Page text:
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FDA has approved Veklury to treat COVID-19 in pediatric patients under 12 years of age.
Gilead Sciences announced on April 25, 2022 that FDA has approved a supplemental new drug application (sNDA) for Veklury (remdesivir) for the treatment of pediatric patients who are either hospitalized with COVID-19 or have mild-to-moderate COVID-19 and are considered high risk for progression to sever COVID-19, including hospitalization or death. Patients must also be older than 28 days and weigh at least 3 kg.
This approval follows the recent sNDA approval for Veklury for adults and adolescent patients who are at high risk of progression to severe COVID-19. For pediatric patients who are at high risk for COVID-19 disease progression, a three-day Veklury treatment regimen is recommended to help prevent hospitalization. For currently hospitalized pediatric patients who do not require invasive mechanical ventilation and/or ECMO, a five-day treatment course is recommended.
“This approval means that remdesivir can potentially provide meaningful clinical improvement, by reducing disease progression and helping children recover from COVID-19 more quickly,” said Amina Ahmed, MD, Atrium Health-Levine Children’s Hospital in Charlotte, NC, in a press release. “We need proven antiviral treatment options, like remdesivir, that can help treat some of the most vulnerable in our society: children.”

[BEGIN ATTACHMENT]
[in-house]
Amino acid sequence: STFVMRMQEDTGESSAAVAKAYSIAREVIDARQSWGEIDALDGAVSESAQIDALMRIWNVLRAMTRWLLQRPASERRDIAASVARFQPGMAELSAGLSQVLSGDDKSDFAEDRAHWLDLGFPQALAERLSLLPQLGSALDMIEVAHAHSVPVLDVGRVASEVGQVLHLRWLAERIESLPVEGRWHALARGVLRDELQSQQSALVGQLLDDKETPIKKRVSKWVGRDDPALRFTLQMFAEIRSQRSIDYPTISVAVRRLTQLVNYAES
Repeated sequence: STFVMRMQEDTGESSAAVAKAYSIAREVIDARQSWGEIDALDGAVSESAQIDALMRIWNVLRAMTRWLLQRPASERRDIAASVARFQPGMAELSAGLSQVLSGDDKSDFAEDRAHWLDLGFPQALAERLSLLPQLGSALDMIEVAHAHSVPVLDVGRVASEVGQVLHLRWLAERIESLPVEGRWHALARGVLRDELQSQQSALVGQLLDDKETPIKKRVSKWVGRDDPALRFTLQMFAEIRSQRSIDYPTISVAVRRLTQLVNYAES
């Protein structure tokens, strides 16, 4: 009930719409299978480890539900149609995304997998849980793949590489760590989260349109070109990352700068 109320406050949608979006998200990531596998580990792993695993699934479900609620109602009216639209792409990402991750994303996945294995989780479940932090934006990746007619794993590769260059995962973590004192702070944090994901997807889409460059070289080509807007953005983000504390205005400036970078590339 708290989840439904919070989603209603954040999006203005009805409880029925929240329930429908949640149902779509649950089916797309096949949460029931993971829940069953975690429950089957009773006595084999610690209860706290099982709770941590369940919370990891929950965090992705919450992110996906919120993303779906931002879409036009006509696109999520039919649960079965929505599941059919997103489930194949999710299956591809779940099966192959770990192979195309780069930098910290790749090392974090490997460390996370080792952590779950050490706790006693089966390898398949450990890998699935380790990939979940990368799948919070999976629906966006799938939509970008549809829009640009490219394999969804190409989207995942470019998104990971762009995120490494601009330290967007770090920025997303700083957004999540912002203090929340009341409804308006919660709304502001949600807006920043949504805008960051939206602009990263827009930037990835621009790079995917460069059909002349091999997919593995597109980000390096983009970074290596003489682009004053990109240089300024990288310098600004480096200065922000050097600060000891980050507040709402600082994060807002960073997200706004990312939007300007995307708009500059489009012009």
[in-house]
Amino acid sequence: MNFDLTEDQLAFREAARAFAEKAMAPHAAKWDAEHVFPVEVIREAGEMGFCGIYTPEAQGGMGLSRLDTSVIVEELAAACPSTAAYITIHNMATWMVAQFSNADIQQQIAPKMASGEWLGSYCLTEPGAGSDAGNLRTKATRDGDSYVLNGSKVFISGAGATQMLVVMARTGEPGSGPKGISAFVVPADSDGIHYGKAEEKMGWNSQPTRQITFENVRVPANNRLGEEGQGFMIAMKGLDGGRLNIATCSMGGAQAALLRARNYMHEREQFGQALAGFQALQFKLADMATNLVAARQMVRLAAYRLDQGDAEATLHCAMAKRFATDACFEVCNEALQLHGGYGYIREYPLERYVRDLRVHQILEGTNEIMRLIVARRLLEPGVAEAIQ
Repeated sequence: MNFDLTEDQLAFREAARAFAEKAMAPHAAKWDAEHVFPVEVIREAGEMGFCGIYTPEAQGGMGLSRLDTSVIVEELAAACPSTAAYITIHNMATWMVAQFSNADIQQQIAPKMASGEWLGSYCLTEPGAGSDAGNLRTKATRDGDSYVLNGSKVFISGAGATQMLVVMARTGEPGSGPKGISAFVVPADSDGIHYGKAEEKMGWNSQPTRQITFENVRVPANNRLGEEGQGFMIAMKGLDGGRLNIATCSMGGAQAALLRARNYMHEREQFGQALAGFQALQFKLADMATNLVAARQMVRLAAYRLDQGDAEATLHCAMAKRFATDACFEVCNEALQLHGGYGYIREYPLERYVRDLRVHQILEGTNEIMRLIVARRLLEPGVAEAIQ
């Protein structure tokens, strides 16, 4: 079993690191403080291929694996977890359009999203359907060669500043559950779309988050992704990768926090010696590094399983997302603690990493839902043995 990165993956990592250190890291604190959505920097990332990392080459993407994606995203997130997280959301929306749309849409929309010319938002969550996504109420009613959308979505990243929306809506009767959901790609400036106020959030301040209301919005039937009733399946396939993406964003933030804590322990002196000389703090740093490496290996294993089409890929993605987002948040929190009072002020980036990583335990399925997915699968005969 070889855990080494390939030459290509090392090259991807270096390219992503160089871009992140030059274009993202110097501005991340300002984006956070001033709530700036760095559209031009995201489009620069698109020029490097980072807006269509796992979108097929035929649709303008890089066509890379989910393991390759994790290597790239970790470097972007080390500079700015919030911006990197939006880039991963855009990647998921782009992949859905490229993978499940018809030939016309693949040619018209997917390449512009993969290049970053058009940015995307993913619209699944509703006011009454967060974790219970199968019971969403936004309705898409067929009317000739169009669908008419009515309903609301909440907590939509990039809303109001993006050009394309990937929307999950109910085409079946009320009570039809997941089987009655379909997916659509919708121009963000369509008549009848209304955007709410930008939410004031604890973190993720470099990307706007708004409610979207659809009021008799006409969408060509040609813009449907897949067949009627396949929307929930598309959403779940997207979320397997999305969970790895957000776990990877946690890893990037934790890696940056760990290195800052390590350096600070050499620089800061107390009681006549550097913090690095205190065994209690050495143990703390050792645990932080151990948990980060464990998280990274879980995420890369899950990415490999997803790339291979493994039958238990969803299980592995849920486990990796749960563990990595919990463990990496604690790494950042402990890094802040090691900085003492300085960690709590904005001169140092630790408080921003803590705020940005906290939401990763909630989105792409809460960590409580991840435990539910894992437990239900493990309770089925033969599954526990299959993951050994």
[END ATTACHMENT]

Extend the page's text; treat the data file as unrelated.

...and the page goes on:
“The expanded indication for Veklury for the treatment of children is a testament to the safety, tolerability and efficacy profile of this therapy, which has remained the foundational antiviral for COVID-19 treatment,” added Merdad Parsey, MD, PhD, chief medical officer, Gilead Sciences. “Effective and tolerable options for children require our best science and a dedicated focus. With the recent opening of our Gilead Pediatric Center of Excellence in Dublin, which is responsible for coordinating pediatric clinical trials for treatments for HIV, hepatitis B and COVID-19, we will continue our research to help address unmet treatment needs for children.”
Source: Gilead Sciences